After I couldn't stand ironing and cutting wax paper anymore a good batch of these had been completed (probably close to 50 for my first go around, though throughout the process I had to sit down multiple times and make more), I grabbed my newly whitened wreath frames from the garage and hung the larger of the two from the ceiling. We happened to have a hook there from the woman that lived here before, so I grabbed some yard that I had and hung it at sitting-on-the-ground-eye-level-working-height to make the assembly part easier on myself.

I had figured out how long I wanted each hanging portion to be and cut the ribbon accordingly earlier. I simply looped it around the wreath and let it keep itself in place. No real reason to hot glue it in place because it makes hanging the whole thing easier in the long run.

Then I was ready to put the thing together. I put the tiniest dab of hot glue at the top of a shell, then worked from the bottom of the ribbon upwards to give it a layered effect.

When you get going with it, it really starts to come together pretty quickly. It does take some time, but the overall look makes it worth it.

I kept getting caught up in how cool the textures were and how they were coming together. The photographer side of me had a field day.

And I really liked how you could see the ribbon through the shells. I know that seems odd, but it adds some shape to an otherwise soft cloud.

One of my biggest concerns was the way that it would filter the light. I was afraid that it would be a little too much or too little, but to be honest, it ended up being just right.

A couple of hour later, I finally finished the larger part of the overall chandelier.

I decided to go ahead and mount the larger portion of it to the ceiling so that I could see how big to make my second tier ribbons accordingly. I held it up to the light and......oh no! It doesn't fit! All that work for nothing! I had gotten an 18 in. wreath frame, yes, but the 18 in. accounted for the outer-most wire circle, not the inner circle.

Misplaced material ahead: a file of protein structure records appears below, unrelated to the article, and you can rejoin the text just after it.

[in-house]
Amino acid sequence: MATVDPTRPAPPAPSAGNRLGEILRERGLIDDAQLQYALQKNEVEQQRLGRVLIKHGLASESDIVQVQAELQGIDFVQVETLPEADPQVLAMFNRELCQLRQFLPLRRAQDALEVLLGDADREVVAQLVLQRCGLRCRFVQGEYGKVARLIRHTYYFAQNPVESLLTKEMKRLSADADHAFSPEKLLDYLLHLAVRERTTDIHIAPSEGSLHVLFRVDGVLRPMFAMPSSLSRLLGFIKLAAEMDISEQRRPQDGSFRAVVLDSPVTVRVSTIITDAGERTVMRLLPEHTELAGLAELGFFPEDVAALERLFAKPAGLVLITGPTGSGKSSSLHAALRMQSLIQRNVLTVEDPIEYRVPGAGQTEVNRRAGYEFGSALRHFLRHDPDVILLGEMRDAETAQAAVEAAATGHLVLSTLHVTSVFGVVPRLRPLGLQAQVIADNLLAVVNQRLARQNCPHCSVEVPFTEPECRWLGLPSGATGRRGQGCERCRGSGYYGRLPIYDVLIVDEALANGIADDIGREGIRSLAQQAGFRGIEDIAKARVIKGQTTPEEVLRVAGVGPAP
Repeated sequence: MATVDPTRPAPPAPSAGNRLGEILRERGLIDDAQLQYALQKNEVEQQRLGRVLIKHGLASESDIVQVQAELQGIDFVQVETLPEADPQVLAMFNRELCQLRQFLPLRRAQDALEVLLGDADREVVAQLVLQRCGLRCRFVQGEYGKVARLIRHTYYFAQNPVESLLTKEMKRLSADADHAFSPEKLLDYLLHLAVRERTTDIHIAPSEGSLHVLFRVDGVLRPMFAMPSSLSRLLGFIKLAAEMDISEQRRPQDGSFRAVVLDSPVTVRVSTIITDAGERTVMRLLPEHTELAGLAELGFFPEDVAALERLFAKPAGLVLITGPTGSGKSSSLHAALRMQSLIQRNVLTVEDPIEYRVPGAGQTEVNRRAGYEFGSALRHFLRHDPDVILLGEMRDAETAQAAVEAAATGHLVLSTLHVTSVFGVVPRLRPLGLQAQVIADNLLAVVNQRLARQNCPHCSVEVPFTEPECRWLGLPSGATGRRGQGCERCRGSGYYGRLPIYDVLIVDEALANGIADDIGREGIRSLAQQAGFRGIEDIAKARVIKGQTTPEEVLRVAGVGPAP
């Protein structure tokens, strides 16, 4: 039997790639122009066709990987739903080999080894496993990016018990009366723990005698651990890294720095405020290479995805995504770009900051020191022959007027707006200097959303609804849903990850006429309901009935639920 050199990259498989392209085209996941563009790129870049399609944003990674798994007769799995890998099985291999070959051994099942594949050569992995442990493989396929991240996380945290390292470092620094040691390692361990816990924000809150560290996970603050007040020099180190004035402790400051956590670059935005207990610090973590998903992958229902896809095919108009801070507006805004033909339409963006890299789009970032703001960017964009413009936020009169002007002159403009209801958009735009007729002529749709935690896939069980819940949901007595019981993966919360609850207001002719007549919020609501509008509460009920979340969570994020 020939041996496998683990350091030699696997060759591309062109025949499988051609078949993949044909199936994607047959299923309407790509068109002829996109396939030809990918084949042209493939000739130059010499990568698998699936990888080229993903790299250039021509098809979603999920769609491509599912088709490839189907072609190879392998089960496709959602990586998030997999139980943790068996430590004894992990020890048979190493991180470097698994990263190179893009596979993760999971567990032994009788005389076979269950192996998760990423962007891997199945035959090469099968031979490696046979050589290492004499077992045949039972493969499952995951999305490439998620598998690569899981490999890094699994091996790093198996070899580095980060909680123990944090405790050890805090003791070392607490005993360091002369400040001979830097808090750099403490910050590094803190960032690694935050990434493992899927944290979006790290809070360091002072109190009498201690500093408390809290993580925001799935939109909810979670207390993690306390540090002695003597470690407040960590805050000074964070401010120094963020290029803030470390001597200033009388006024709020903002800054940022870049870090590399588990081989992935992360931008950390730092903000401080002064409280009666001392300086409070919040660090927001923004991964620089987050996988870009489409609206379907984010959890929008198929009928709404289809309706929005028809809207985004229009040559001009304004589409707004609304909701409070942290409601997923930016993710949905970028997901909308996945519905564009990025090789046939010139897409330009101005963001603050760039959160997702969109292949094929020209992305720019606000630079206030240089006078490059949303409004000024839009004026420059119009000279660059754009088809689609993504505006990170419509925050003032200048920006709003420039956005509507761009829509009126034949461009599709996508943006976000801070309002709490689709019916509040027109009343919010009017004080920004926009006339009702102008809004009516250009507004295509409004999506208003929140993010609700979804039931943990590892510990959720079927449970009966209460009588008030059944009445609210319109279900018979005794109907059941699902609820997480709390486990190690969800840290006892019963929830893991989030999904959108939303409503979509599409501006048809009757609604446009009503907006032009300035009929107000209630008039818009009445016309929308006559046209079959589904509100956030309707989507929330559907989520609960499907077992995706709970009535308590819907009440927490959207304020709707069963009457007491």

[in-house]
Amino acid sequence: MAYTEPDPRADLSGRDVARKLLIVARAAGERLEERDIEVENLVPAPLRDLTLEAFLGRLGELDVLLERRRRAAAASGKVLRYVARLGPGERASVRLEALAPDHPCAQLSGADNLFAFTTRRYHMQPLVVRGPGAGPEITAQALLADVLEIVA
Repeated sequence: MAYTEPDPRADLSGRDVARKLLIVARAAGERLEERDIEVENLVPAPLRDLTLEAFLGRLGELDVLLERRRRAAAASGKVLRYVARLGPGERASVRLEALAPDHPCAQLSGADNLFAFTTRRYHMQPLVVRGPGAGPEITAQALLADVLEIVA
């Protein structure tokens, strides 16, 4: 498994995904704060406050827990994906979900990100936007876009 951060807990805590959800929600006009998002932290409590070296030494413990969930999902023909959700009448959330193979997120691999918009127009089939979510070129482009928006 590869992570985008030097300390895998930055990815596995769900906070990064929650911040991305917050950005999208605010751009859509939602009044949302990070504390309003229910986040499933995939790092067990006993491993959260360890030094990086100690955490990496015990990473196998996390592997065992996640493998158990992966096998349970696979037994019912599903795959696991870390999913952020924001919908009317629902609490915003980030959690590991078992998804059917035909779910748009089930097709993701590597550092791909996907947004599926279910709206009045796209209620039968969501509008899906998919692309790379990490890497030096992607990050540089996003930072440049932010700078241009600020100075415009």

My solution was to cut out that which I didn't need. I hung it up on a hook and used wire cutters to cut out the inner rings of the frame. Afterwards, wouldn't cha know it? It fit perfectly!

See? Only two of the four original rings left. Win!

I then pre-drilled and screwed in hooks around the dome light itself. The hooks were pretty small, so I used five of them to hold up my shade. If you are making a larger shade or want to hang it a different way, check the tutorial cited earlier for more information. My flush mount worked really well for the hide-the-ugly-dome-light effect I was going for, though.

Then, just hang it up! Twisting the hooks to get them to catch the shade is probably the easiest technique for this. Then stand back and bask. Doing so may show you that you may want to make adjustments or move around some of your ribbons to cover the sides better. I was pretty pleased with mine so far.

And, of course, I had to see what it looked like with the light on. It did make me realize that we need to replace the 'brilliant white' bulbs in the dome.

Happily reinvigorated for the remainder of the project, I quickly repeated the creation and assembly instructions and put together the 12 in. second tier of the light with little effort.

Then, using the same ribbon that is holding the 'shells', I tied it to the upper tier that was already hung. I did it this way because it allows easier access to the dome light if we need to change a bulb or replace it for any reason. Using the same ribbon also camouflages the hanging apparatus.

When it was all together, I was super excited to not have to cut out any more wax paper circles! It looked great and Scott even likes it a lot. So far it's been hearing such rave reviews as, "Oh, when did that get there?" and "How long as this been up?". Love my friends.

It's just one more step towards having a more usable front room. Right now, it's just nice knowing that when people enter our home, they have something nice to be greeted by.

Does this inspire you to make a wax paper capiz shell chandelier? I can see this in a lot of different configurations in a lot of rooms. You could even replace the wax paper with interesting scrapbook paper circles instead! With an entire project that costs around $25 and a couple of hours, there are so many possibilities!